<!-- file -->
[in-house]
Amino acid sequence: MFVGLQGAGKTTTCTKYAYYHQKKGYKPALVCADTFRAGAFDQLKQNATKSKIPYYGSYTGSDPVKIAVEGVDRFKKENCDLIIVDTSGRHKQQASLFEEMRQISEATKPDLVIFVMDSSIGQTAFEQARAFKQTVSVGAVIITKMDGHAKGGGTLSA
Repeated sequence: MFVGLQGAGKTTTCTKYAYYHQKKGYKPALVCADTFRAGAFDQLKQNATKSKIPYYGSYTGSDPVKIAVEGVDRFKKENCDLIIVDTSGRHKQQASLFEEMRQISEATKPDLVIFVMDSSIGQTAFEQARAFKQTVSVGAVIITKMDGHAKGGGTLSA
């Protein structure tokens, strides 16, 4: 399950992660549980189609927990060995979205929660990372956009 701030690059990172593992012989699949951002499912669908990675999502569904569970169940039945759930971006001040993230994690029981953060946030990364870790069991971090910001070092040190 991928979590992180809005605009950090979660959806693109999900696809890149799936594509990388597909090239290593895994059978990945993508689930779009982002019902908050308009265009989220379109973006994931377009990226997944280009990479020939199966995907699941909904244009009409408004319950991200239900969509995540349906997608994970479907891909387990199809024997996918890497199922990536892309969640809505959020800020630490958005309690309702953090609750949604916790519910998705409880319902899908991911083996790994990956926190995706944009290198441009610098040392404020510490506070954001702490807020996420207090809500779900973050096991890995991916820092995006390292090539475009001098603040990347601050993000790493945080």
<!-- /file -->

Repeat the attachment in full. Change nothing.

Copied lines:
[in-house]
Amino acid sequence: MFVGLQGAGKTTTCTKYAYYHQKKGYKPALVCADTFRAGAFDQLKQNATKSKIPYYGSYTGSDPVKIAVEGVDRFKKENCDLIIVDTSGRHKQQASLFEEMRQISEATKPDLVIFVMDSSIGQTAFEQARAFKQTVSVGAVIITKMDGHAKGGGTLSA
Repeated sequence: MFVGLQGAGKTTTCTKYAYYHQKKGYKPALVCADTFRAGAFDQLKQNATKSKIPYYGSYTGSDPVKIAVEGVDRFKKENCDLIIVDTSGRHKQQASLFEEMRQISEATKPDLVIFVMDSSIGQTAFEQARAFKQTVSVGAVIITKMDGHAKGGGTLSA
């Protein structure tokens, strides 16, 4: 399950992660549980189609927990060995979205929660990372956009 701030690059990172593992012989699949951002499912669908990675999502569904569970169940039945759930971006001040993230994690029981953060946030990364870790069991971090910001070092040190 991928979590992180809005605009950090979660959806693109999900696809890149799936594509990388597909090239290593895994059978990945993508689930779009982002019902908050308009265009989220379109973006994931377009990226997944280009990479020939199966995907699941909904244009009409408004319950991200239900969509995540349906997608994970479907891909387990199809024997996918890497199922990536892309969640809505959020800020630490958005309690309702953090609750949604916790519910998705409880319902899908991911083996790994990956926190995706944009290198441009610098040392404020510490506070954001702490807020996420207090809500779900973050096991890995991916820092995006390292090539475009001098603040990347601050993000790493945080």